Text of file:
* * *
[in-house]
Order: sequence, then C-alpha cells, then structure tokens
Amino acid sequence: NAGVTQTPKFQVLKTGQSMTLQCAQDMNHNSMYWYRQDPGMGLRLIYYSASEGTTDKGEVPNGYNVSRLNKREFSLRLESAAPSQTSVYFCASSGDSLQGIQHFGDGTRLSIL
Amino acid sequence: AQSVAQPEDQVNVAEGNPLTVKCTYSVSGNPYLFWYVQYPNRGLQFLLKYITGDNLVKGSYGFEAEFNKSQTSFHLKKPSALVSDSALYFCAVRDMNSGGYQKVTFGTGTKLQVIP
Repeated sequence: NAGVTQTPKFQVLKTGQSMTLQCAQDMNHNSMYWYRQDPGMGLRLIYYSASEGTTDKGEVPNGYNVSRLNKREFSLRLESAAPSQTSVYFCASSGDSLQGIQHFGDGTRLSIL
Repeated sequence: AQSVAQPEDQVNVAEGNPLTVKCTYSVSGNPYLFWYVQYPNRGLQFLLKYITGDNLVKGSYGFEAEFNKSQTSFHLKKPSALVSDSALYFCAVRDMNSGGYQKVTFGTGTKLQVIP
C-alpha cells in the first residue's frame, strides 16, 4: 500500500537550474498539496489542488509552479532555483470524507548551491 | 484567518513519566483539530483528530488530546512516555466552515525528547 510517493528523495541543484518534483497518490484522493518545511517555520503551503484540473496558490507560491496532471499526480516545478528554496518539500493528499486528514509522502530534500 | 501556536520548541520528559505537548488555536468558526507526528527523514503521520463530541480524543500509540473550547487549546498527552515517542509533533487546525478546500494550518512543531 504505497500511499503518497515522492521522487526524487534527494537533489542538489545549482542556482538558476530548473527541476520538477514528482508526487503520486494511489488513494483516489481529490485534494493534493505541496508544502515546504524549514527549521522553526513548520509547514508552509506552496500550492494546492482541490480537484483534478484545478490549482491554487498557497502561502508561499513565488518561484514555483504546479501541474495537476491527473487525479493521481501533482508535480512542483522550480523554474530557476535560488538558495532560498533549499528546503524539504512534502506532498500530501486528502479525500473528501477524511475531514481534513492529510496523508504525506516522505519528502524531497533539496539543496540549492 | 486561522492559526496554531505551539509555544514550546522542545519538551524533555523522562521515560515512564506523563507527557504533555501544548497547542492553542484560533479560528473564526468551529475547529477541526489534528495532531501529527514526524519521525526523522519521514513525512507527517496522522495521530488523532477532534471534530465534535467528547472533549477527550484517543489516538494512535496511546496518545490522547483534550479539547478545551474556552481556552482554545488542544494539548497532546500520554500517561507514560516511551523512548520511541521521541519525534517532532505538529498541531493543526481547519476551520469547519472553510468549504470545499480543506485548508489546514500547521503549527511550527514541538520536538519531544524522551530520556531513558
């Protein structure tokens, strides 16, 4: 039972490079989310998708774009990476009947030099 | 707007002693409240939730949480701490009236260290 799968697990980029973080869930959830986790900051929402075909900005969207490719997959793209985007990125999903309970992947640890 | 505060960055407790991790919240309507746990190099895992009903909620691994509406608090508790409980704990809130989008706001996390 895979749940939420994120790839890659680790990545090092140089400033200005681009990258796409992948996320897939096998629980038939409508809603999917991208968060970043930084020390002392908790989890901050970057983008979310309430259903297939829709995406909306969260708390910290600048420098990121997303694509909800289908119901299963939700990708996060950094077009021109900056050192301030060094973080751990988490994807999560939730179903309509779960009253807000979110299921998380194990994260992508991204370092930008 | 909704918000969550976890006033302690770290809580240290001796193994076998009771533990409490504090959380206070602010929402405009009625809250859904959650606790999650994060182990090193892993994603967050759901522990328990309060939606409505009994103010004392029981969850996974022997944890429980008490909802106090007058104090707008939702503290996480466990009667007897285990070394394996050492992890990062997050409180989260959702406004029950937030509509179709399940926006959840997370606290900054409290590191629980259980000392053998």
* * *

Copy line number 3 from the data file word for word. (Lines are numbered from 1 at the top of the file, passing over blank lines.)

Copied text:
Amino acid sequence: NAGVTQTPKFQVLKTGQSMTLQCAQDMNHNSMYWYRQDPGMGLRLIYYSASEGTTDKGEVPNGYNVSRLNKREFSLRLESAAPSQTSVYFCASSGDSLQGIQHFGDGTRLSIL